Majority of Children with IgE-Mediated Food Allergy Non-Reactive to Foods with Precautionary Allergen Labels

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This expanded upon the limited data available on risks of precautionary allergen label food introduction for those with allergies, the results of which suggest new possibilities for future allergy management.

A majority of children with IgE-mediated food allergies did not report reaction to foods with precautionary allergen labeling (PAL), according to new findings, and those who did had mild reactions which could indicate management possibilities for ingestion of PAL-containing foods in some with allergies.1

These findings resulted from research conducted to address the confusion presented by PAL statements on food product packaging such as the phrase “may contain,” a statement known to be ignored by as many as 40% of those with allergies.2,3

Given the limited amount of real-life data on the risks of PAL food introduction in communities, this research was conducted by its investigators and it was authored by François Graham, MD, MSc, from the Department of Allergy and Immunology at the Centre Hospitalier de l'Université de Montréal in Canada.

“The aim of our study was to assess the real-life risk of reacting to foods with PAL in children with IgE-mediated food allergy regularly ingesting these foods,” Graham and colleagues wrote.

Background and Findings

The investigators, in the period between 2018 - 2021, recruited children with clinician-confirmed food allergies from the pediatric allergy unit of the Geneva University Hospitals. In order to be eligible, the study participants had to be between 2 - 18 years old, have confirmed IgE-mediated allergies to at least a single food such as tree nuts, peanut, sesame, wheat, soy, egg, or milk, and regularly consume foods with PALs.

Among the most common food allergy diagnoses, the research team found the following:

  • Peanut allergy was most frequently diagnosed at 58%
  • Cashew was second most at 52%
  • Hazelnut was third at 42%
  • 76% of study participants repored multiple food allergies and had a median number of 3

Overall, the team ended up with a total of 100 participants in their study and found that the median age at the time of their survey was shown to be 6 years old, and participants had been found to be living with these allergies to certain foods for a median of 4.3 years.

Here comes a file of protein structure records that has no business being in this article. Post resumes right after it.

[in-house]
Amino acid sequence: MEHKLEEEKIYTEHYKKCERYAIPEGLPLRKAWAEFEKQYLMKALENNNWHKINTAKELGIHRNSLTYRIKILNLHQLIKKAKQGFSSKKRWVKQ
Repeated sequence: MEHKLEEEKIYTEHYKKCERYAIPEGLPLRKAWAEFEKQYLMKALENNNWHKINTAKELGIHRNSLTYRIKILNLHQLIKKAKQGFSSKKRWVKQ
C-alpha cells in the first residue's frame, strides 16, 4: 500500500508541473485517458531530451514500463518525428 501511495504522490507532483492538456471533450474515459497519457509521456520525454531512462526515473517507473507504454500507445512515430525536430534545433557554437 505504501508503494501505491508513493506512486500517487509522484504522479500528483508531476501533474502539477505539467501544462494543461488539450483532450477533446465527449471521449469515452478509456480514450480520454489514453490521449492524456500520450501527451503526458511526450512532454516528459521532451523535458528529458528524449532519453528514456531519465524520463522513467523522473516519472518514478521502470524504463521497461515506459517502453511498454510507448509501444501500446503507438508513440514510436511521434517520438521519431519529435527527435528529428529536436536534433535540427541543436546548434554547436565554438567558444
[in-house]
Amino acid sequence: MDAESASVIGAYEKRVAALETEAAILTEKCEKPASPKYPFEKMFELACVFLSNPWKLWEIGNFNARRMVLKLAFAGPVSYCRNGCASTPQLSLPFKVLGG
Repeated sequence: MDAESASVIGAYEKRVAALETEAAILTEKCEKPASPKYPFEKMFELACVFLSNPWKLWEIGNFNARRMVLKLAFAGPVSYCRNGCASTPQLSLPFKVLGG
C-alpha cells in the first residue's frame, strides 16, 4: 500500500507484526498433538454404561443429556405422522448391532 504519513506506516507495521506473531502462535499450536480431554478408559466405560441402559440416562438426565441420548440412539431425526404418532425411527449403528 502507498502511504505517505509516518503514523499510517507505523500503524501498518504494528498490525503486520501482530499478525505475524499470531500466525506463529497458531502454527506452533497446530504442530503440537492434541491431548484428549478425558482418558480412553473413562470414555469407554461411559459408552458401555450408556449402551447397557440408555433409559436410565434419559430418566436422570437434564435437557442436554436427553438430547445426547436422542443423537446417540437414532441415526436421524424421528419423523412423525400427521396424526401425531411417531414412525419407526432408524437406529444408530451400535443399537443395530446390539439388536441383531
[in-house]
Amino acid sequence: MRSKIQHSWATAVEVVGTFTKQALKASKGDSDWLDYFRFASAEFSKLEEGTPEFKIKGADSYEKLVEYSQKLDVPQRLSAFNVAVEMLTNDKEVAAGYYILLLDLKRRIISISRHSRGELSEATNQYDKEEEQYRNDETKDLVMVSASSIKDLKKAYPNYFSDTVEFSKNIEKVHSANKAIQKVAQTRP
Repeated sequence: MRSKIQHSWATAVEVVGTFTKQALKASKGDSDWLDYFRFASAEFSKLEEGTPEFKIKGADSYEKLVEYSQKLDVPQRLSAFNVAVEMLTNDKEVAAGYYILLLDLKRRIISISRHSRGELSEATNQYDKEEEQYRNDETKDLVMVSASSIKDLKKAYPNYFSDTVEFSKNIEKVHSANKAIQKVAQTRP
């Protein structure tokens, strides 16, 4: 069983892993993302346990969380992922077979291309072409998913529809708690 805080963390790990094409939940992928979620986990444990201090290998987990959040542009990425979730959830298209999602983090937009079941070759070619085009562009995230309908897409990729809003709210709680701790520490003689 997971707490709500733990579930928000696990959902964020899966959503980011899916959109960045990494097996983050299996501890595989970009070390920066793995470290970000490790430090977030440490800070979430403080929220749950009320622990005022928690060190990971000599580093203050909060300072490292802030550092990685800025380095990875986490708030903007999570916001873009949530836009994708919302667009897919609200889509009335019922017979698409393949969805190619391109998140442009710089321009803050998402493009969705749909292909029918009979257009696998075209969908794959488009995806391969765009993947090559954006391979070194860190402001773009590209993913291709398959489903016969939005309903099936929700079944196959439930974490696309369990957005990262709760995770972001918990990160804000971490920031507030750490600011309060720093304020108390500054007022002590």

At diagnosis, 75 oral food challenges (OFCs) were done on 60 participants, and all OFCs were found to have positive results and a median reaction severity grade of 2 according to the Sampson scale of 1 - 4.

The investigators noted the median cumulative reactive dose (CRD) for the combined number of allergens was shown to be 430 mg of protein. Additionally, they reported that a substantial 57% of children consumed food products with PALs 2 - 5 times per week and 28% consumed such foods each day.

The team reported that the majority of reactions to food products with PALs were shown to be mild and occurred within 10 minutes after consuming the food. The majority of those in the study were found to have not reported any reaction to foods with PALs—at a rate of 82%—and for those who did, the reactions were shown to be both rare and mild.

The investigators noted that participants had a relatively high median reactivity threshold, which could help to explain their higher tolerance level to these types of foods. However, 1 in 5 of the participants did react to PAL foods on a minimum of 1 occasion in the past.

Additionally, the research team reported that food reaction risk with PALs was shown to be not affected by age, gender, food allergy type, or atopic background. They added that the median sIgE in the study was shown to be somewhat higher in reactors compared to those who did not react–with 6.92 kU/L versus 4.23 kU/L, respectively.

That being said, the difference was not shown to be statistically significant. The team also found that OFC CRD was shown to be somewhat lower in those who reacted compared to those who did not—419.5 mg of protein versus 535.5 mg of protein, respectively.

The investigators concluded that there is rising interest in alternatives to strict food allergen avoidance and the adoption of an individualized management tactic to PAL based upon reactivity thresholds.

“Future larger prospective studies from different centers including heterogeneous food allergy profiles and reactivity thresholds are needed to better characterize the real-world consumers' risk when faced with these products and to better identify the patients that can introduce them safely,” they wrote.

References

  1. Graham F, Benhamou AH, Liu YJ, Caubet JC, Eigenmann PA. Real-life evaluation of tolerance to foods with precautionary allergen labeling in children with IgE-mediated food allergy [published online ahead of print, 2023 Jul 26]. Allergy. 2023;10.1111/all.15821. doi:10.1111/all.15821.
  2. Marchisotto MJ, Harada L, Kamdar O, et al. Food allergen labeling and purchasing habits in the United States and Canada. J Allergy Clin Immunol Pract. 2017;5(2):345-51 e2.
  3. Blom WM, Michelsen-Huisman AD, van Os-Medendorp H, et al. Accidental food allergy reactions: products and undeclared ingre- dients. J Allergy Clin Immunol. 2018;142(3):865-875.
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